That said, there is a point to all this musing. And that is my list of Things That Actually Matter. Similar to the way magazines like to end the year by cranking out top ten lists of the best movies and biggest scandals, I've been trying to come up with a list of factors that actually matter in children's outcomes -- factors that can help kids go from good to great. I've got five here, and I welcome suggestions of others. In no particular order, they are:
1. Smart teachers. This was an interesting one to me. I've been researching efforts to attract higher-quality math teachers to schools, but everyone has their own opinion of what higher-quality means. A few people have done some fascinating studies on this. One particularly compelling one from Ronald Ferguson looked at the math scores of children, based on the scores of their teachers on the 1986 Texas Examination of Current Administrators and Teachers (a basic literary skills test Texas administered to see how the state's teachers stacked up). He found districts in which kids entered with high scores but teachers had relatively low scores, and he found districts in which the opposite occurred. It turns out that, over 10 years, if students in two districts started out equal, but in one the teachers scored, on average, two standard deviations above the other on the TECAT, the student test scores would diverge by 1.7 standard deviations. In typical dry academic prose, Ferguson noted that "This is a large effect." A study conducted by the Federal Reserve Bank of Chicago found that, in high school math, one semester with a teacher who was in the top 5% of quality corresponded to an additional gain of 0.3-0.5 grade equivalents.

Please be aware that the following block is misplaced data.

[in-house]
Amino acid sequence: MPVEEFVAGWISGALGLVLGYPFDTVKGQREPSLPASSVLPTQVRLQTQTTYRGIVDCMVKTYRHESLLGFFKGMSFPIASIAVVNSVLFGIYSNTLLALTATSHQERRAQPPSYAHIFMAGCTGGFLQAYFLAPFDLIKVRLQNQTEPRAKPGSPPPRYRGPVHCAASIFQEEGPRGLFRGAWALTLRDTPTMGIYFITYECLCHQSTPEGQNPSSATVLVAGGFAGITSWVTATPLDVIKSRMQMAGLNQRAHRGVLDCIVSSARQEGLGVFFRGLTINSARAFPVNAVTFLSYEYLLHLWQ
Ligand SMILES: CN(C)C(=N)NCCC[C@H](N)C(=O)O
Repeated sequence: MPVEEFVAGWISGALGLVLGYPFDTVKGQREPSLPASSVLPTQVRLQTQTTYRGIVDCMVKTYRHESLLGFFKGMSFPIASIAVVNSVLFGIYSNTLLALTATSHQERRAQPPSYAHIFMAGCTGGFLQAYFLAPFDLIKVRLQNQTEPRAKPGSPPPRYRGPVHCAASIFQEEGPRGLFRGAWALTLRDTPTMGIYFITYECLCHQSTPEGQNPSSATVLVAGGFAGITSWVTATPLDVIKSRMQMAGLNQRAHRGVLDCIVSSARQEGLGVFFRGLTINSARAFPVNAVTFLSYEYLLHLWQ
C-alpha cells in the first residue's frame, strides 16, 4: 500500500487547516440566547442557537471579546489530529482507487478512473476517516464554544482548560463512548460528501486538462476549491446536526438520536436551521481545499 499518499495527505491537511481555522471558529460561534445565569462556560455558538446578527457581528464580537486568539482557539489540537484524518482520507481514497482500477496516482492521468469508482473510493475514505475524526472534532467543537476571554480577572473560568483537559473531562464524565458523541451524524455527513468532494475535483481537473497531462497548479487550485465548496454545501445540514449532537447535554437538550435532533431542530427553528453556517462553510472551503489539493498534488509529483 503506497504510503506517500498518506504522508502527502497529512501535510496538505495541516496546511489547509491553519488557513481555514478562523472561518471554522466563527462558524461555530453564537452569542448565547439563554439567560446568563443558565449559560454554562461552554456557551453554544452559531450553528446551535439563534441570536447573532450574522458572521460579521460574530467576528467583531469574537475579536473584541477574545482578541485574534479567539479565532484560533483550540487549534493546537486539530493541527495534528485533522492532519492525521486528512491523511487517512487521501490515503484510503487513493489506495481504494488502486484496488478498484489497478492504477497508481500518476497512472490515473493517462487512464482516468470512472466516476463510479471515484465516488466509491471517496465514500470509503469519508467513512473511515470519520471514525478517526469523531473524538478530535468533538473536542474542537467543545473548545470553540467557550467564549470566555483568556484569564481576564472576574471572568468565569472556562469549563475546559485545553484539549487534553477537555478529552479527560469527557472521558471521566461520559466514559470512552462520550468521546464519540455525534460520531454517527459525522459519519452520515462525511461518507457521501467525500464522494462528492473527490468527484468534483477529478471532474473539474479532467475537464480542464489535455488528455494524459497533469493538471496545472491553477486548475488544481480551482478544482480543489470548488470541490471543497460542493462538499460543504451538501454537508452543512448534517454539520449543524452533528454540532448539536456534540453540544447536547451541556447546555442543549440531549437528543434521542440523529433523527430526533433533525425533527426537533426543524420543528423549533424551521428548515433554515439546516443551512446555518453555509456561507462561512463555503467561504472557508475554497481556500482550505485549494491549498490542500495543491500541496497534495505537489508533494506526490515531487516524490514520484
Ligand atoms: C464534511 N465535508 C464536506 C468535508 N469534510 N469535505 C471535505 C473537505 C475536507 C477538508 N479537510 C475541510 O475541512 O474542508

This one is hard for parents to do much about if you're committed to a particular school, as good and bad teachers can teach side by side. But it is a large effect. It matters.
2. Limit television. This one is less of a surprise. There have been thousands of studies on children and television, and while a few have shown some positive outcomes, many more have not. Television desensitizes children to violence, enforces gender and racial stereotypes, makes them whine for toys, corresponds with obesity and other health problems, and -- even when controlling for confounding factors -- watching more of it is associated with higher drop-out rates and lower college completion rates by age 26. Even educational television hampers children's ability to entertain themselves, to the point where new minivans on the market are advertising that they come with TVs in them so you can drive to Grandma's in peace. Heaven forbid children actually look out the window, talk to each other, etc. Even having a TV on in a room with a small child interferes with the child's focus. Better to treat it as a planned, occasional diversion, rather than a constant companion.